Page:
Innovation with a nod to tradition; I do love when chefs take risks with tastes and harness it into something daring and well… innovative. Akoko is such a place.

Ten courses or so we had of the tasting menu, plate after plate of beautifully plated and splendidly delicious food. Located in Mayfair; check on that, with an unassuming entryway and a swishy decorated interior complete with low lights and lime washed wall and even more complete with mortar and pestle in the corner. The décor is as ambitious as the menu; with the menu pipping it. The sparsely decorated space leans heavily maybe a little too, into the minimalist theme thus it does not invite people to linger. When you have restaurant you want people to linger and stay for longer. The chairs and tables are perfectly fine, but its hard to relax in them; am I the only one who always wants to relax in a place of food. I want chintz chairs soft and upholstered, I want a little more light; why do restaurants think dining in the near dark is cute; it is not.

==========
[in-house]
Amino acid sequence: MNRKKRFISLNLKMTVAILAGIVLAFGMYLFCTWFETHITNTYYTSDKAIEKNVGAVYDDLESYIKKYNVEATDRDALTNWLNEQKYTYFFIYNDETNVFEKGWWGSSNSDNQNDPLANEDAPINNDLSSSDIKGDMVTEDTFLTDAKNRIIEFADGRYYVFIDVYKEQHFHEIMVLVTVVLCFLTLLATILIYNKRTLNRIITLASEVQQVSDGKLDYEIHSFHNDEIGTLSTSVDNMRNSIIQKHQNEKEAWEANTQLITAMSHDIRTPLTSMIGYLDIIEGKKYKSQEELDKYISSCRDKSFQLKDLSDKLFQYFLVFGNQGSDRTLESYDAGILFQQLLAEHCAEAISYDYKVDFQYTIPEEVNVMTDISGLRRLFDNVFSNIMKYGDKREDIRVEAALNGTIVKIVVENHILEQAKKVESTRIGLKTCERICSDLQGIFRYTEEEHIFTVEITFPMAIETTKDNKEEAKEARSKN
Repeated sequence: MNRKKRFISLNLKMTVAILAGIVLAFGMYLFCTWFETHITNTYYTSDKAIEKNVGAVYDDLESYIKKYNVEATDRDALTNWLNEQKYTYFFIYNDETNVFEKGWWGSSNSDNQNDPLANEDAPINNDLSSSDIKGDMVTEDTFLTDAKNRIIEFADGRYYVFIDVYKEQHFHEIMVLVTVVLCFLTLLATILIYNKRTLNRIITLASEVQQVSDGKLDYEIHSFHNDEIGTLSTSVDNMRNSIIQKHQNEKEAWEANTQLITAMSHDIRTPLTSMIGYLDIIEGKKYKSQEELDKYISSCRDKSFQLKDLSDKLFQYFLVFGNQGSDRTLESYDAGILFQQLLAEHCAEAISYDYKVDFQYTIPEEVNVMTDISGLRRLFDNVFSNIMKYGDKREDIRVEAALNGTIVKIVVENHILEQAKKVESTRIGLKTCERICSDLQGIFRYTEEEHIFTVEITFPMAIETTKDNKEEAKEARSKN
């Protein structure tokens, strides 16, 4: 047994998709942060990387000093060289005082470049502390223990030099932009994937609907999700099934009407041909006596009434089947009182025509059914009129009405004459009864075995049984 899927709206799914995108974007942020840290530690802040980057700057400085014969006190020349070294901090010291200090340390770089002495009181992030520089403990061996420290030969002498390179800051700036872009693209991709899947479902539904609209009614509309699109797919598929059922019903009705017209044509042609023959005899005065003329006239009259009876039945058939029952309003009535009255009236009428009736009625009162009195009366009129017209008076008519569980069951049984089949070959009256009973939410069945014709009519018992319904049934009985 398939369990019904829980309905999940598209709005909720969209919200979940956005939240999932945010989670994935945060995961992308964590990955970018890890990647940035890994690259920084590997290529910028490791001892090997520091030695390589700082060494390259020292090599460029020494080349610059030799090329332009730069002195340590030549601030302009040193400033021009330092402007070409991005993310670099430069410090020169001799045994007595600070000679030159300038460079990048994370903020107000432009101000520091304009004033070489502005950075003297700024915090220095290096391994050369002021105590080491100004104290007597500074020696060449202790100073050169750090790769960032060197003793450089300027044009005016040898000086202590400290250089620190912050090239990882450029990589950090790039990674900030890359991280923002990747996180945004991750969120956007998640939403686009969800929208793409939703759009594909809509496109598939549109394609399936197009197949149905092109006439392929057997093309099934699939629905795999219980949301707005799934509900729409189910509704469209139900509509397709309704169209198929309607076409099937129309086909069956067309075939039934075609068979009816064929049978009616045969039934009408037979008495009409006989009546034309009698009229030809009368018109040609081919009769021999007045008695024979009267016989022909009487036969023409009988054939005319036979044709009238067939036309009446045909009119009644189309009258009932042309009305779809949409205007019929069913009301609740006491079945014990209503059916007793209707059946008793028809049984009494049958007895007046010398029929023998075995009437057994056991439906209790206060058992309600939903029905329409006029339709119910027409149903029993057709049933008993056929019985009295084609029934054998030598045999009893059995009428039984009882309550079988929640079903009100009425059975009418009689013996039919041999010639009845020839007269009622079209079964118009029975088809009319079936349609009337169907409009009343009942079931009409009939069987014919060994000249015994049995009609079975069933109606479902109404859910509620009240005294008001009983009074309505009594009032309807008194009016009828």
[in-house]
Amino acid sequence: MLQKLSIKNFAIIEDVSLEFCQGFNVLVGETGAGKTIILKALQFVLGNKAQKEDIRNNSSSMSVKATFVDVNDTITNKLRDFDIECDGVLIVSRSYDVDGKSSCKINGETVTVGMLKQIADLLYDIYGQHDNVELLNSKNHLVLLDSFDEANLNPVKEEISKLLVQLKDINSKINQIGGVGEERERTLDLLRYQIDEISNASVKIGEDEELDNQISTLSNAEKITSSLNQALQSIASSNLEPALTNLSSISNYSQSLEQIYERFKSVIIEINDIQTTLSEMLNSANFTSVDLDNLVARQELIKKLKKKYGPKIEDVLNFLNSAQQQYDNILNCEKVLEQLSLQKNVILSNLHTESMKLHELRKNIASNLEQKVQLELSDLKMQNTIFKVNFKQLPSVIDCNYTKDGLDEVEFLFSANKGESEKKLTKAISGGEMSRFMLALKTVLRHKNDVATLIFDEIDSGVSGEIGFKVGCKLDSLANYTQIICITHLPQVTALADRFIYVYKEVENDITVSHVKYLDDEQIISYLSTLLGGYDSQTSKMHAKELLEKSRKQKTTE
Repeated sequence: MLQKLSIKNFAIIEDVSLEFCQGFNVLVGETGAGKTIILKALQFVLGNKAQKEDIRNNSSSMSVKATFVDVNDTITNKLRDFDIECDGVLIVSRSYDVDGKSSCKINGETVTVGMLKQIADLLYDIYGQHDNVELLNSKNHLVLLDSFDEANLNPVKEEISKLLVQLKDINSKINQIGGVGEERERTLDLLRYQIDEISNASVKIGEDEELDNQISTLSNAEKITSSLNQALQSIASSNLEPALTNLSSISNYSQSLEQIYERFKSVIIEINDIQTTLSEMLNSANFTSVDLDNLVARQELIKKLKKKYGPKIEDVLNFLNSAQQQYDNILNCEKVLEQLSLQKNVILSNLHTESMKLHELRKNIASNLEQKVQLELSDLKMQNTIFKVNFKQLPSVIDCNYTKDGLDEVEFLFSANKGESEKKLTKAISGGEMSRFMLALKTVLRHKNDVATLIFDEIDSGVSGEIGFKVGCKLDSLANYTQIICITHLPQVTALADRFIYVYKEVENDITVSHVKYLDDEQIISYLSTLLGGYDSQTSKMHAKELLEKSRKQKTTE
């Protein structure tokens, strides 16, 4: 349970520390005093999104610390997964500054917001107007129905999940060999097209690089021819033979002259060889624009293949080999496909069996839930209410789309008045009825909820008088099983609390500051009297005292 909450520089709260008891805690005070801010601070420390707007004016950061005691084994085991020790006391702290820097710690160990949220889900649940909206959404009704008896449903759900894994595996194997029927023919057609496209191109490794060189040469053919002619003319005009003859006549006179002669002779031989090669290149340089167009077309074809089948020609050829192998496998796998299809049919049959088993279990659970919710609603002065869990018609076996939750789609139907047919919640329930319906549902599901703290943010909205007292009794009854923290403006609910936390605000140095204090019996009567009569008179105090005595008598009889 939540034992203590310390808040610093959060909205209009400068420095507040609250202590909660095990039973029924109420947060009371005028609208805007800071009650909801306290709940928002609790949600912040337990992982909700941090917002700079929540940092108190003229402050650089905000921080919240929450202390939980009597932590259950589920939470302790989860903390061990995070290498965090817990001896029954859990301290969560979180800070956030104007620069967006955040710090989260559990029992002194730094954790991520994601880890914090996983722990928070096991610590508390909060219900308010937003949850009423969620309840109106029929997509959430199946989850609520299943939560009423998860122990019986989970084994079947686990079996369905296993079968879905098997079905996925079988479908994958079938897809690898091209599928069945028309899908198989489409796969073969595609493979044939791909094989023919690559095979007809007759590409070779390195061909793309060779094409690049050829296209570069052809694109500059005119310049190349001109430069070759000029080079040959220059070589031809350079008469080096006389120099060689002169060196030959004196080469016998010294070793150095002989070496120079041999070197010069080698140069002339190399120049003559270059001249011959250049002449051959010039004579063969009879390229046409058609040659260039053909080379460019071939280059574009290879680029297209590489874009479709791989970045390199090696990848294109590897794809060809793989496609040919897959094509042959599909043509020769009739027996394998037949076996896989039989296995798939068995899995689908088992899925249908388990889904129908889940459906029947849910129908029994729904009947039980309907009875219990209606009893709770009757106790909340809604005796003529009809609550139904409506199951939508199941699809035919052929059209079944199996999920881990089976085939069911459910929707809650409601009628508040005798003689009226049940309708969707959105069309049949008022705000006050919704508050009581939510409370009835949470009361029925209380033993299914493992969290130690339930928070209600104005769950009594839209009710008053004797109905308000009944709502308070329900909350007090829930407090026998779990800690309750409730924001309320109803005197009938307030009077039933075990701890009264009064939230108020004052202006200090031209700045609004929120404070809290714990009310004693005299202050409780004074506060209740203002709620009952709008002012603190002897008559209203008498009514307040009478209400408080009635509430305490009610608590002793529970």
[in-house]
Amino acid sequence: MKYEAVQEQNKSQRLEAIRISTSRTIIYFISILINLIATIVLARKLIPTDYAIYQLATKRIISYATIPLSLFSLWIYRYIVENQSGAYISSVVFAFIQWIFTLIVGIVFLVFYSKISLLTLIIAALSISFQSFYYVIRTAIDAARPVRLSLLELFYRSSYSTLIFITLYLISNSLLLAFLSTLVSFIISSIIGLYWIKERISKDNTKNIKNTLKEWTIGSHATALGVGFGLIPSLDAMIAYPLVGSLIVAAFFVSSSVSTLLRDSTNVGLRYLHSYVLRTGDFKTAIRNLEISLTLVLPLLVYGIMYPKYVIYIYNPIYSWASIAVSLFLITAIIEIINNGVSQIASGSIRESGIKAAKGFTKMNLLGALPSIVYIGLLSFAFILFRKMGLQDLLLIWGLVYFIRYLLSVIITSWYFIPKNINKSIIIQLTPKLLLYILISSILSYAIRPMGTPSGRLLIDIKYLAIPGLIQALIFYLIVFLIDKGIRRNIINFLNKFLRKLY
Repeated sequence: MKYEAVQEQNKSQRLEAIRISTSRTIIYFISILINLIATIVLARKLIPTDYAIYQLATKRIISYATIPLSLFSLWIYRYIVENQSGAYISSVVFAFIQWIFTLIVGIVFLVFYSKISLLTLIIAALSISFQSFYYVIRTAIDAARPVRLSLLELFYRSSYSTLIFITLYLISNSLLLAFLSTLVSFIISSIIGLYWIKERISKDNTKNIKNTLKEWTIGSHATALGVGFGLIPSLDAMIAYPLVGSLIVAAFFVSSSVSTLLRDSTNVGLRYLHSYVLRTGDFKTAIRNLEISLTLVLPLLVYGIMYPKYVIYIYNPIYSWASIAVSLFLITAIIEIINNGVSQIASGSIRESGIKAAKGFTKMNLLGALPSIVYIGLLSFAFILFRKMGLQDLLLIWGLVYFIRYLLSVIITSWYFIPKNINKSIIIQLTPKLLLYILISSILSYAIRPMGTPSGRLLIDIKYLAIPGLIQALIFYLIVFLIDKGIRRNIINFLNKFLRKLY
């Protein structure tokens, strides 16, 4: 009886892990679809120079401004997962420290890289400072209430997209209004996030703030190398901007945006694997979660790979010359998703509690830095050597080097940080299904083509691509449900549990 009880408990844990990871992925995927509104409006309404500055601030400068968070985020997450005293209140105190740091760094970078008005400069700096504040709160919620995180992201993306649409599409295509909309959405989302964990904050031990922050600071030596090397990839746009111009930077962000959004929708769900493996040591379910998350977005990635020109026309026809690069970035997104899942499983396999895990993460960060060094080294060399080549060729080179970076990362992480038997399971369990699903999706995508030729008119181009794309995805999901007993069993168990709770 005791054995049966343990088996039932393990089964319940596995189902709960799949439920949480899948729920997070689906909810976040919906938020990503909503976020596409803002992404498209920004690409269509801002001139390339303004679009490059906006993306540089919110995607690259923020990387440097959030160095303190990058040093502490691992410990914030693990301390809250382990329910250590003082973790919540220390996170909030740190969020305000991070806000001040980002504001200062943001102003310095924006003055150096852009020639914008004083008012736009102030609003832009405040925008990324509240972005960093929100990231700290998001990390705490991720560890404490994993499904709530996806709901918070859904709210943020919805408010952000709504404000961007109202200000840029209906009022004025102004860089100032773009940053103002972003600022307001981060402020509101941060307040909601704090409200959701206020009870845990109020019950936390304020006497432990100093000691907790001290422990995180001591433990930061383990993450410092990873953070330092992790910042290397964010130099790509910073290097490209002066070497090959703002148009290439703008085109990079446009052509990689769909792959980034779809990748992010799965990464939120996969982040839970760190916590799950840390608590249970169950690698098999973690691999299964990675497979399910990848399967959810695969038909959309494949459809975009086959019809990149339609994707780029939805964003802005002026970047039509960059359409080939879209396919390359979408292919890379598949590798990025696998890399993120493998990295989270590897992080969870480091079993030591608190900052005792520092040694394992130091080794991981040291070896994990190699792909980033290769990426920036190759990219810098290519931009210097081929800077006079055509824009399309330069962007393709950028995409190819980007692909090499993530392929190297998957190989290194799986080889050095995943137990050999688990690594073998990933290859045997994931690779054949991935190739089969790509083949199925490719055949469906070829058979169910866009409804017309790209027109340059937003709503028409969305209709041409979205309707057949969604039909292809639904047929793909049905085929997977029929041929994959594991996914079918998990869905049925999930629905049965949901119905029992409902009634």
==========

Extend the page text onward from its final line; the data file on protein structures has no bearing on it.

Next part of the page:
When risk is taken with food there is no limit to the unexpected places flavours will take you. Akoko takes such risks that plays with flavours, it doesn’t erase them, it adapts to them, does not break instead it bends its will, to play with these flavours.

No matter, we are here for the food and by goodness the food is sublime. Truffled yam, I did not think I would like, I loved. Jollof rice I did not think I would rate, I really enjoyed and liked. Plantain and ayamase… incredibly good. The thing about Ayamase is the traditional taste that must not be jeopardised and with all its innovation, Akoko did not jeopardise that taste, that market day rice in leaf taste. It lingers but does not overpower the rest of the menu rather, enhances it.

There is a beauty in perfectly plated traditions that do not jettison the old but bring them into a new space. It is oddly satisfying.

What took me over the edge here was the coconut and pineapple gin and tonic. What a stunner. A blend of fine flavours that give room for the tongue to discover and absolve each and together it is absolute chef’s kiss.

Now if only they fix the décor and we would he cooking with gas or so the saying goes.